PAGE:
Despite the IRS's best efforts, the number of overpayments has gone up, not down, in recent years. In fact, the image next to this one shows that since 2019, overpayments in the three biggest programs that give back tax credits have been going up. The AOTC overpayments have gone up the most, from 26% to 39%, while the EITC overpayments have gone up from 25% to 32% after a small drop in 2020. In 2019, 15% of ACTC payments were more than they should have been. In 2020 and 2021, the rate of overpayments went down, but in 2022, it went up to 16 percent.
Why can't the IRS stop people from being overpaid? The IRS says that overpayments happen because of things it can't change. In a lot of ways, the agency is right. Unlike most government benefit programs, the IRS can't choose who gets the benefit ahead of time. Traditional social benefit programs like Medicaid, Temporary Assistance for Needy Families (TANF), and the Supplemental Nutrition Assistance Program (SNAP) have long application processes and case workers who question and pre-screen applicants to make sure they are eligible.
Tax credits and deductions are different. Tax gains are self-validating. In other words, it is up to the taxpayer (or their tax preparer or program) to figure out if they are eligible for the tax break. The only time the IRS can check if you're eligible for a credit is after you send in your tax return. Only then can the IRS use expensive tools, like computer software or an exam, to make sure a return is correct.
The IRS says it doesn't have access to the kind of third-party information it would need to verify the different family arrangements and other situations that can lead to errors, mistakes, or fraud in both the EITC and CTC programs. In the 2022 Annual Financial Report from the Treasury, it says that if the IRS had access to this kind of information, it would be invasive and only provide a small gain compared to the cost.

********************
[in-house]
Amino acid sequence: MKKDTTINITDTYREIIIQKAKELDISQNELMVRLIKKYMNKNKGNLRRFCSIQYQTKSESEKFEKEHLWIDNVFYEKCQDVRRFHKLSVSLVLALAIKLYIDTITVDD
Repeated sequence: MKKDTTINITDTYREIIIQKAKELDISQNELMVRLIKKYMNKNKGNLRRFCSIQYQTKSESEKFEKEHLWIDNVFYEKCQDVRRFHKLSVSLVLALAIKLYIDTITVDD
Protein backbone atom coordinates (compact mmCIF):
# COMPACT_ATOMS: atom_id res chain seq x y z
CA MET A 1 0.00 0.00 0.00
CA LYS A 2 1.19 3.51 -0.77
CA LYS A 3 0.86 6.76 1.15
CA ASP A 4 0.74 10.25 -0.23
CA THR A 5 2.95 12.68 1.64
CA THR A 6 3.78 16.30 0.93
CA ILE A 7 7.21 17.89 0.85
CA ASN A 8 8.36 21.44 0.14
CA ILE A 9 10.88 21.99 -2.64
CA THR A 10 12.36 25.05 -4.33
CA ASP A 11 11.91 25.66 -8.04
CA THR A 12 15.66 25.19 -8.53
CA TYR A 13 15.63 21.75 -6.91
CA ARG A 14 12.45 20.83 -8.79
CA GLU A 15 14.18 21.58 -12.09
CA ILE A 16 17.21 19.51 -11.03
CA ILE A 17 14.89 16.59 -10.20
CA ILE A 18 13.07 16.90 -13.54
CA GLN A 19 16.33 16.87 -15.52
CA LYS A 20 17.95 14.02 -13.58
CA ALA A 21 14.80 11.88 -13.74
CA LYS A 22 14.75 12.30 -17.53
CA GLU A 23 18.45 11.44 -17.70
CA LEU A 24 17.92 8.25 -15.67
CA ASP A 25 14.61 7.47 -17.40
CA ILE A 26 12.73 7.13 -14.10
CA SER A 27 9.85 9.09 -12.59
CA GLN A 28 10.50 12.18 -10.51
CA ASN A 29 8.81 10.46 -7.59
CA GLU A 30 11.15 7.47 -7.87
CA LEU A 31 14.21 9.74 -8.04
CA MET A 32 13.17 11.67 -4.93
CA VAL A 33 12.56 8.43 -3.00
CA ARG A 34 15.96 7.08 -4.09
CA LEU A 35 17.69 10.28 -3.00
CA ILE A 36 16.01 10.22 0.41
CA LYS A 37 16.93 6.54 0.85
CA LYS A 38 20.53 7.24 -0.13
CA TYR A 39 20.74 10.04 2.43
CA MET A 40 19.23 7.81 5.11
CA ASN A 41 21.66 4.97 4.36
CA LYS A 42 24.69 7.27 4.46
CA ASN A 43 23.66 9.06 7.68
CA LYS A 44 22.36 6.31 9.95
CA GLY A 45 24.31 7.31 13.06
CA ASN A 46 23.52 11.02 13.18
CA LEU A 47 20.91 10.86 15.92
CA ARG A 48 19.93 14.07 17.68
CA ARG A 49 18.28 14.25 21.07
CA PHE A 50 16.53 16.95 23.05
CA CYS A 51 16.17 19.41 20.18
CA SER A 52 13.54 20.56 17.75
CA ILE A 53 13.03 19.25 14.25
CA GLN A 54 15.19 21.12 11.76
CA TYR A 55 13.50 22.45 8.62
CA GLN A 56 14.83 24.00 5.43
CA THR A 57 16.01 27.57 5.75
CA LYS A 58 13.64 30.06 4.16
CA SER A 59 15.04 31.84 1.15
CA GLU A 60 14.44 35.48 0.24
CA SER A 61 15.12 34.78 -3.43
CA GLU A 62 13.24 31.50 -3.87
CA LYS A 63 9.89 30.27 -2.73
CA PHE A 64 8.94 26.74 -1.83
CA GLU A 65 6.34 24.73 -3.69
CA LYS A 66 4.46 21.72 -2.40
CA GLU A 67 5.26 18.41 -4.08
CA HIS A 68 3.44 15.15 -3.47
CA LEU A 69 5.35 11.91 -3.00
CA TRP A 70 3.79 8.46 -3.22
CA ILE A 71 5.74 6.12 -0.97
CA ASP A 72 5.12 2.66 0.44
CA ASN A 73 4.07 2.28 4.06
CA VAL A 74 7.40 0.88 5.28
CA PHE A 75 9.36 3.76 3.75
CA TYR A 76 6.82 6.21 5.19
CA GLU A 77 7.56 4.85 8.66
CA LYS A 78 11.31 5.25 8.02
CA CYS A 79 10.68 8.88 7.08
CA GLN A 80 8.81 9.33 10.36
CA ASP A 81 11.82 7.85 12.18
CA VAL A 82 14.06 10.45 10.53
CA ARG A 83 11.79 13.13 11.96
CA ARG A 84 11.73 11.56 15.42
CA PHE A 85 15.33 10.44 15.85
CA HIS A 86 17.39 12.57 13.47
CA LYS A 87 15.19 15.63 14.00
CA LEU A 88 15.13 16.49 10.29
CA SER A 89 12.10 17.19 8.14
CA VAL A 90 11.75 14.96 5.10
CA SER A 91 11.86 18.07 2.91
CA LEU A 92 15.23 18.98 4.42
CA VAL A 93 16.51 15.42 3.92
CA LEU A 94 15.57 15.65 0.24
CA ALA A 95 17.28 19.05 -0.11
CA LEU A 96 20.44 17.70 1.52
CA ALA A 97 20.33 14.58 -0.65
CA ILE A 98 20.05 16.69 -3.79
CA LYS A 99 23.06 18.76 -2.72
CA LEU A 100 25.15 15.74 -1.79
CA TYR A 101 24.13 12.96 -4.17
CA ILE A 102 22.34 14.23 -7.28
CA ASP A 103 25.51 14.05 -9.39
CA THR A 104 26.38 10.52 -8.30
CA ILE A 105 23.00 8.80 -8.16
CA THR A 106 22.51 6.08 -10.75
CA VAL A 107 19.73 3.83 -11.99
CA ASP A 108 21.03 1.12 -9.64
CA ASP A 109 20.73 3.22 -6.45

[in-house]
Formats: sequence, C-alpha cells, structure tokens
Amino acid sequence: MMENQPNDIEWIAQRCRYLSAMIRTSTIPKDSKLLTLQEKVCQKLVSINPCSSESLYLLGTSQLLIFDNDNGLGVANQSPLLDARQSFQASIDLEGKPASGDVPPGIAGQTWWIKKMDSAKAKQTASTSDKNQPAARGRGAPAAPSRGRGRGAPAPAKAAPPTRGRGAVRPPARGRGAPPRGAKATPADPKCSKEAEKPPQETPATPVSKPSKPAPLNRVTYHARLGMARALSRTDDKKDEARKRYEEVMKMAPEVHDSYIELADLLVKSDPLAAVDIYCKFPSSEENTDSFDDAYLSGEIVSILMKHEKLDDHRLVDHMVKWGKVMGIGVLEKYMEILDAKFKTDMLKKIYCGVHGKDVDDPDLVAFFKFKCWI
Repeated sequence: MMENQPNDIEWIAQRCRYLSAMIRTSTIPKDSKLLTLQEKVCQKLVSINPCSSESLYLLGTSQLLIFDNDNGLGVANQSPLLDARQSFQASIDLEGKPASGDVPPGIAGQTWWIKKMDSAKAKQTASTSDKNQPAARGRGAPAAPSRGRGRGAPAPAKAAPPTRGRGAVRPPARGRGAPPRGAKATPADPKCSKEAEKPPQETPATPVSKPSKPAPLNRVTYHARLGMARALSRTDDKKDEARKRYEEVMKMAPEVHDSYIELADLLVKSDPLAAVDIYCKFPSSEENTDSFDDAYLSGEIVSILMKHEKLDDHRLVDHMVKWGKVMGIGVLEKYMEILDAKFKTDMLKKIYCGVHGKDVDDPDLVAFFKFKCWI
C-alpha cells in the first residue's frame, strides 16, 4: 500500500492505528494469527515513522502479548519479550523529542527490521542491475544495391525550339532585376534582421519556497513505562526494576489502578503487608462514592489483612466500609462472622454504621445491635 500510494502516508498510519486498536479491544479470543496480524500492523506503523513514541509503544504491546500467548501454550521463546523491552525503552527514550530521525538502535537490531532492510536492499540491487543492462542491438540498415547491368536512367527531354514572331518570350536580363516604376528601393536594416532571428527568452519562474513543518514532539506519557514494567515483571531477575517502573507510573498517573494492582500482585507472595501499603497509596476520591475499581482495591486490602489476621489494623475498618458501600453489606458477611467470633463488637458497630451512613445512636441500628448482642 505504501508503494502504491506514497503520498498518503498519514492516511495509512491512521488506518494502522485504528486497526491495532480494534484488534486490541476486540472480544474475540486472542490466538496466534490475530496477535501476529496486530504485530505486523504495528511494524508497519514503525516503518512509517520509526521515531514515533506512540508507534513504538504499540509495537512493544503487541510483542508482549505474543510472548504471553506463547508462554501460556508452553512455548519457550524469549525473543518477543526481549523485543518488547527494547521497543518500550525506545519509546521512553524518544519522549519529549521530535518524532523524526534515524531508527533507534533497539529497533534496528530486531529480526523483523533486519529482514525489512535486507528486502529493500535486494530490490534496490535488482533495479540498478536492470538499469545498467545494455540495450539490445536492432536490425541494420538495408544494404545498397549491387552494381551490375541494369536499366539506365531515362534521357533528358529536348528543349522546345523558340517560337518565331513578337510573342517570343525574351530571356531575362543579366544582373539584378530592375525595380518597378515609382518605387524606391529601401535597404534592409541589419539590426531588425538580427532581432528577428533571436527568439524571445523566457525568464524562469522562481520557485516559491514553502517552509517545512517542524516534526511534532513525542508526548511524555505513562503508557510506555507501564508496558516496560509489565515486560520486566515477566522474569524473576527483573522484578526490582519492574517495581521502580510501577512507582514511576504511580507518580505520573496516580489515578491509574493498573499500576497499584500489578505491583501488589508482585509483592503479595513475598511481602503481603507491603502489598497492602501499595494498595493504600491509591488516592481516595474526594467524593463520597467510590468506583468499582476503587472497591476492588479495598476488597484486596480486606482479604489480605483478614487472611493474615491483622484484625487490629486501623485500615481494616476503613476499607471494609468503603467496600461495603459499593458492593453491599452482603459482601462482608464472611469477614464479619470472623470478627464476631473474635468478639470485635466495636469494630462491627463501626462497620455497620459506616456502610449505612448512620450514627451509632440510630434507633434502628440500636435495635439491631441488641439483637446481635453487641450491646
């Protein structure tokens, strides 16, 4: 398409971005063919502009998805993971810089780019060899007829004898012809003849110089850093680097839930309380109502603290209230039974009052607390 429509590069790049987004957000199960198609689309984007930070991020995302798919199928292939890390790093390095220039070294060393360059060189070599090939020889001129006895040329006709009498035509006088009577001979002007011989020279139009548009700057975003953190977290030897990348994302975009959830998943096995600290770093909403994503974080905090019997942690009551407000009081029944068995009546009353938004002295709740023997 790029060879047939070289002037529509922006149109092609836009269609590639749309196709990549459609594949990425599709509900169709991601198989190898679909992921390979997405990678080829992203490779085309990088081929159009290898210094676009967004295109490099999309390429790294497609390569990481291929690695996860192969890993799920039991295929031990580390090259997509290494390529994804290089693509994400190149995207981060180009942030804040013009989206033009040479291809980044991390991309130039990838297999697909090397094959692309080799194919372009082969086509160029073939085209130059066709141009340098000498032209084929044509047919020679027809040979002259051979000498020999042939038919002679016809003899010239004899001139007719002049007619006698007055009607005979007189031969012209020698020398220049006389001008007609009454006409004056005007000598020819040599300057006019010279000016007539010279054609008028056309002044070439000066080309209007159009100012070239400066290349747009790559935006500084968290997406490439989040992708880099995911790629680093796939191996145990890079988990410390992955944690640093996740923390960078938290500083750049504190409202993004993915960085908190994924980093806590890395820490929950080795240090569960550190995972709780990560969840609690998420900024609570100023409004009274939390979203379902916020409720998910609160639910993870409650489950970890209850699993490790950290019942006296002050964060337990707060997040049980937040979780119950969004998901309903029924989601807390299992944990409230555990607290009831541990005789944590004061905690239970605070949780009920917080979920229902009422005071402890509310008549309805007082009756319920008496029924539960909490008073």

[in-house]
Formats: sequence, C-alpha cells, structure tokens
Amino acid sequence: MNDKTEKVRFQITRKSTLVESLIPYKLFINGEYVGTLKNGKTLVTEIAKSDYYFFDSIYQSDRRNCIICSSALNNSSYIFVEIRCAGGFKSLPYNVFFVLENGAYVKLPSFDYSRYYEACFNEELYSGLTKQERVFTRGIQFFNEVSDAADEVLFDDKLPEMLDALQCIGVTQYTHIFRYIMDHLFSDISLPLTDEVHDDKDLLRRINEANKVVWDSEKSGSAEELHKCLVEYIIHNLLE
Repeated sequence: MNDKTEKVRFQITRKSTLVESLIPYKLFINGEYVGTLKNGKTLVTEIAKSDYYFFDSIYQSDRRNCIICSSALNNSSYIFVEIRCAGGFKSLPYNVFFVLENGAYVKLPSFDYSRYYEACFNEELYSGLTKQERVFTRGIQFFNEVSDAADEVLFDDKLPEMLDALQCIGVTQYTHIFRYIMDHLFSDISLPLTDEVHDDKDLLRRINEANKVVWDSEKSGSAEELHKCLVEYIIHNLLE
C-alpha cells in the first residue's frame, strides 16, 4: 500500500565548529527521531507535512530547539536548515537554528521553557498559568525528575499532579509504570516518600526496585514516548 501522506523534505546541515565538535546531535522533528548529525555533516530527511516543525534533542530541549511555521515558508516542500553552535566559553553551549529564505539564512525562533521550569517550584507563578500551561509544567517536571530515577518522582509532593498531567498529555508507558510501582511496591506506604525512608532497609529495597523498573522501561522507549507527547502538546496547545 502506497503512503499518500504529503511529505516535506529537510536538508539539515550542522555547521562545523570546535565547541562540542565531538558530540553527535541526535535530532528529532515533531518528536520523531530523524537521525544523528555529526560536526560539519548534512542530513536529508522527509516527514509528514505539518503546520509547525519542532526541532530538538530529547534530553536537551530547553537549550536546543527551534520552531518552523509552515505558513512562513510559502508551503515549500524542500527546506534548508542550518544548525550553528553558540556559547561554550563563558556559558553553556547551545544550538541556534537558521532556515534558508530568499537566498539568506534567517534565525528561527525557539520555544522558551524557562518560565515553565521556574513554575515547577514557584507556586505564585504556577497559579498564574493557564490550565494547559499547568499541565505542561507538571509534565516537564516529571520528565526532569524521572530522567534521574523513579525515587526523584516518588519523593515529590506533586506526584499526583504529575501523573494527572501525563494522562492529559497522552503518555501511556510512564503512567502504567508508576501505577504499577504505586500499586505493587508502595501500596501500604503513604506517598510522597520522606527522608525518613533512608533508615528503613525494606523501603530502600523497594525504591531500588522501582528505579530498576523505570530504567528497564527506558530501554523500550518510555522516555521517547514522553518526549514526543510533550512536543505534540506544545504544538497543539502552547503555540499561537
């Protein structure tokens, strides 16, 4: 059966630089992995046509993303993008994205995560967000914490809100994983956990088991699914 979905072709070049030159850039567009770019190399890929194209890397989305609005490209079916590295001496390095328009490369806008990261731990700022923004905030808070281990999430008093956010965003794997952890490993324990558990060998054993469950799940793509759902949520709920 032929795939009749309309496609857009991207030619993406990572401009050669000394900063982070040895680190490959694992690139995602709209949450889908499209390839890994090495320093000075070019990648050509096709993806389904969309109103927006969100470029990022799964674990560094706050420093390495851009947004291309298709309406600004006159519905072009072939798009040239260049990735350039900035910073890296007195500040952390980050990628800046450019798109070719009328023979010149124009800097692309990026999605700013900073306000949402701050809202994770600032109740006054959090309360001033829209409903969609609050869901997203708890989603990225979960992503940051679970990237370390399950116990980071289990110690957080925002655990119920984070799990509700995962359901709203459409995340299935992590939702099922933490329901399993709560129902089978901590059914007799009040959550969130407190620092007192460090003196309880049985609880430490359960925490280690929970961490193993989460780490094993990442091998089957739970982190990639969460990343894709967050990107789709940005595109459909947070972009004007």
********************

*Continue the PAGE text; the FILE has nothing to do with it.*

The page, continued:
The Office of Management and Budget wants the IRS to get the number of mistakes that lead to overpayments to less than 10 percent. The IRS says it can't do that. Treasury says that the IRS would need an extra $2.5 billion to look over 4.2 million EITC forms before giving out refunds.
Treasury agrees that such a plan would not work. In fact, they know that the high audit rates for the EITC, in particular, are a problem for public relations. "The IRS spends a lot of time and money on auditing tax returns that claim one or more RTCs. This makes things hard. Because most RTC claimants have low incomes, they are audited about three times as often as other taxes. They admit that this "can make people feel bad about how the IRS treats taxpayers."
Treasury says that 15 percent of the tax gap caused by people not reporting enough income tax is due to tax credits. The EITC makes up 10% of the tax gap by itself. But Treasury seems to imply that we may have to live with overpayments by saying that if the IRS were forced to put more audit resources into refundable tax credit returns, it would cause "a substantial loss in enforcement revenue, estimated at $6.4 billion," because the IRS would have to take resources away from programs with higher returns and tax gap elements to audit RTC returns.
Other design problems also make it hard for customers to understand and give the IRS trouble with running its business. For example, each of these refundable tax credits has a different meaning of "income," different rules for different types of families, different residency requirements, and other things that make it easy for mistakes and fraud to happen.
Treasury also says that paid preparers are partly to blame for the mistakes or theft. More than half of taxpayers who get the EITC pay someone else to help them fill out their tax forms. The IRS says that unenrolled return preparers are often less prepared to handle complicated returns like the EITC.
The IRS was designed to fail. Because of how tax refunds are made, the IRS is in the same position as a police officer who gets to the scene of a crime after it has already happened. Since the IRS can't check out taxpayers before they use the programs, the only way to make sure a claim is true is through audits or complicated computer formulas after the fact.
Lawmakers have made things worse by making programs with confusing eligibility rules that confuse customers and raise the IRS's administrative costs. Lastly, tax programs don't have built-in measurements or goals that can be measured, so the IRS can't tell how well they work.
These things show that politicians should try to avoid giving social and economic benefits through the tax code as much as possible and instead work to simplify or get rid of the tax expenditures that are already in the code.